Village trashcans: LJVMA trustee James Niebling, a principal at Esteban Interiors, said he met with Matthew Cleary of the city’s Environmental Services Department and refuse collection manager Phyllis Marrow, to discuss trash collection in the Village, and the appearance of existing city cans throughout the Village.
“The good news is that they’ve added all the (trash) containers on Girard Avenue, Silverado Street and Wall Street to the weekend litter route, so all the trashcans within the Village of La Jolla — 35 of them total — are being picked up seven days a week,” Niebling said.
He credited La Jolla resident and LJVMA volunteer trash collector Jeff Gerwin with helping communicate to city staff where there have been issues and room for improvement with trash collection.
Although Niebling said the city does not have the ability to change the existing concrete cans, he said the city was amenable to repairing and beautifying them.
“I’m going to be coming back to the design committee with some options in terms of paint and different ways to make them more unified and a little cleaner, and just a little bit more up-to-date and not so aesthetically unattractive,” Niebling said, noting the city will be performing a survey of Village trashcans during the next few months, to determine if La Jolla’s trash collection needs are being met.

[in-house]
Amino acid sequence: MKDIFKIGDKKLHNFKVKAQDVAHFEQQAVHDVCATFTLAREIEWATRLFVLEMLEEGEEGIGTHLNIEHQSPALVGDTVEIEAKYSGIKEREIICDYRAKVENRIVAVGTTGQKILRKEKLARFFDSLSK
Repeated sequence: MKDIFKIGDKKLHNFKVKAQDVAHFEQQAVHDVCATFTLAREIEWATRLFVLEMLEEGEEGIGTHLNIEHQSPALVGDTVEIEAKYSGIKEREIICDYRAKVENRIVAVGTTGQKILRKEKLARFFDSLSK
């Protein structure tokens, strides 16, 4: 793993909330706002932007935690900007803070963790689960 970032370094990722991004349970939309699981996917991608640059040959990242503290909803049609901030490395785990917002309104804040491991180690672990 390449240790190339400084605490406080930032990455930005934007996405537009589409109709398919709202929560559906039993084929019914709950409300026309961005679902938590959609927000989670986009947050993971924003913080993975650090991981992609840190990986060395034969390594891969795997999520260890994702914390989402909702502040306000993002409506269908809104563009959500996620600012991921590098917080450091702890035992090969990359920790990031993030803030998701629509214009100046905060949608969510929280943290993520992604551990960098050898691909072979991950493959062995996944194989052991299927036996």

“They’ll come back to us with the results of that survey in the next couple of months,” he said.
Banner program: Trustee Nancy Warwick said LJVMA is still seeking a sponsor for its trash collection cart during the final three months of the year. The LJVMA pays an employee to collect trash throughout the Village, 10 a.m. to 1 p.m. Monday-Saturday. The current cart sponsor is La Jolla philanthropist Sherry Ahern, who is using the space to promote the La Jolla Open Aire Market (9 a.m. to 1 p.m. Sundays at Girard Avenue and Genter Street) and the annual La Jolla Art & Wine Festival (Oct. 10-11), both of which she founded.
The program is funded by quarterly advertising on the pushcart and on T-shirts worn by the employee during trash collection. Cart sponsorship is $2,500; T-shirt sponsorship is $1,500 for three days a week or $3,000 for six days a week.
To date, the cart has raised $11,400 for Village cleanups. To advertise on the cart, donate to the program or volunteer, e-mail firstname.lastname@example.org or call (858) 454-5718.